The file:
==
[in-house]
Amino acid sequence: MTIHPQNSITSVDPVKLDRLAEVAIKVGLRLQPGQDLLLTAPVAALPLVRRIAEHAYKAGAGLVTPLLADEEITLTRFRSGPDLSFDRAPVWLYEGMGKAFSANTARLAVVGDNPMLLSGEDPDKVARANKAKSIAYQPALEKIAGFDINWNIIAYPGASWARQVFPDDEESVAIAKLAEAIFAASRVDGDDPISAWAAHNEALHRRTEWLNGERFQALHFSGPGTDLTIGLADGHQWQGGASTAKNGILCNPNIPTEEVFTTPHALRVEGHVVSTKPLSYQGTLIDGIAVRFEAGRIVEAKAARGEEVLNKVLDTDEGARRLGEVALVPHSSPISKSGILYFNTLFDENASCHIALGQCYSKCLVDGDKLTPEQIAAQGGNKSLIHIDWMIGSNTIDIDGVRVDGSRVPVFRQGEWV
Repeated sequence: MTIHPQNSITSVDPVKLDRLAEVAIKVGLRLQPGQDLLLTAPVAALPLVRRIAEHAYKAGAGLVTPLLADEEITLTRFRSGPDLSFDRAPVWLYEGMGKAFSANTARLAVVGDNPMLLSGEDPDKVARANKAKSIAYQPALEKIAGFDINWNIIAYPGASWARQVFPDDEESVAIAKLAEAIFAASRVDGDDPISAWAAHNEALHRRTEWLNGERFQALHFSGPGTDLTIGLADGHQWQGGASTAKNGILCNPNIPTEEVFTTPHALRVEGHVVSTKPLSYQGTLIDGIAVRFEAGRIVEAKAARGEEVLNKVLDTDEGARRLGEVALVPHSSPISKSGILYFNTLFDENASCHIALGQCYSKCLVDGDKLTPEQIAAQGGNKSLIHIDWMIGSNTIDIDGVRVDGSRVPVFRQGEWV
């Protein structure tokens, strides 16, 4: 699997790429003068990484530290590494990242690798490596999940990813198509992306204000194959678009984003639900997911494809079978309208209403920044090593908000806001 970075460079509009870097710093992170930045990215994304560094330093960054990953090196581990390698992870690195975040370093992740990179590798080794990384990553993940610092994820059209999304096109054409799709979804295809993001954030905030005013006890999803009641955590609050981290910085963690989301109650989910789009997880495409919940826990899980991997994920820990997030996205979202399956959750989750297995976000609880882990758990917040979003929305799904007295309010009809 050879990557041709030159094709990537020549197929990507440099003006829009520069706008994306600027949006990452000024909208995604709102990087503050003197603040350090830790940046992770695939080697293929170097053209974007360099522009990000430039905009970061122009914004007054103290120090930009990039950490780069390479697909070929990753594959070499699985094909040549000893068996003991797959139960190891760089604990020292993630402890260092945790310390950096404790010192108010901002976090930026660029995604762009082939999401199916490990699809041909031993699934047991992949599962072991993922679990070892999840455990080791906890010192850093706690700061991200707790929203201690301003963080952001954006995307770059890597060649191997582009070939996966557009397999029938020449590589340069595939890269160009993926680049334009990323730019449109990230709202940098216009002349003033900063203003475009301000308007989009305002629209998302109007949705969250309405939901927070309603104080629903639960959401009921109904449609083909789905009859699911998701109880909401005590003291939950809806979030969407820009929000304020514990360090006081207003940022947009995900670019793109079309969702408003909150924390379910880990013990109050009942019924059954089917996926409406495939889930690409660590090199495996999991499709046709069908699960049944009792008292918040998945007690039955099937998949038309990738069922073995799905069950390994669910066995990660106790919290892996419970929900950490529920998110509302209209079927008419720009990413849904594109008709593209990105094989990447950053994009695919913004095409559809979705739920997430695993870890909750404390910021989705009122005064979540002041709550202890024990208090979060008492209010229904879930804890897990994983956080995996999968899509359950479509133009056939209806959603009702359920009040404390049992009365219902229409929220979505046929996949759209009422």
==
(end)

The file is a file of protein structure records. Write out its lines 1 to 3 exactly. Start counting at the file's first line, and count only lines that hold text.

[in-house]
Amino acid sequence: MTIHPQNSITSVDPVKLDRLAEVAIKVGLRLQPGQDLLLTAPVAALPLVRRIAEHAYKAGAGLVTPLLADEEITLTRFRSGPDLSFDRAPVWLYEGMGKAFSANTARLAVVGDNPMLLSGEDPDKVARANKAKSIAYQPALEKIAGFDINWNIIAYPGASWARQVFPDDEESVAIAKLAEAIFAASRVDGDDPISAWAAHNEALHRRTEWLNGERFQALHFSGPGTDLTIGLADGHQWQGGASTAKNGILCNPNIPTEEVFTTPHALRVEGHVVSTKPLSYQGTLIDGIAVRFEAGRIVEAKAARGEEVLNKVLDTDEGARRLGEVALVPHSSPISKSGILYFNTLFDENASCHIALGQCYSKCLVDGDKLTPEQIAAQGGNKSLIHIDWMIGSNTIDIDGVRVDGSRVPVFRQGEWV
Repeated sequence: MTIHPQNSITSVDPVKLDRLAEVAIKVGLRLQPGQDLLLTAPVAALPLVRRIAEHAYKAGAGLVTPLLADEEITLTRFRSGPDLSFDRAPVWLYEGMGKAFSANTARLAVVGDNPMLLSGEDPDKVARANKAKSIAYQPALEKIAGFDINWNIIAYPGASWARQVFPDDEESVAIAKLAEAIFAASRVDGDDPISAWAAHNEALHRRTEWLNGERFQALHFSGPGTDLTIGLADGHQWQGGASTAKNGILCNPNIPTEEVFTTPHALRVEGHVVSTKPLSYQGTLIDGIAVRFEAGRIVEAKAARGEEVLNKVLDTDEGARRLGEVALVPHSSPISKSGILYFNTLFDENASCHIALGQCYSKCLVDGDKLTPEQIAAQGGNKSLIHIDWMIGSNTIDIDGVRVDGSRVPVFRQGEWV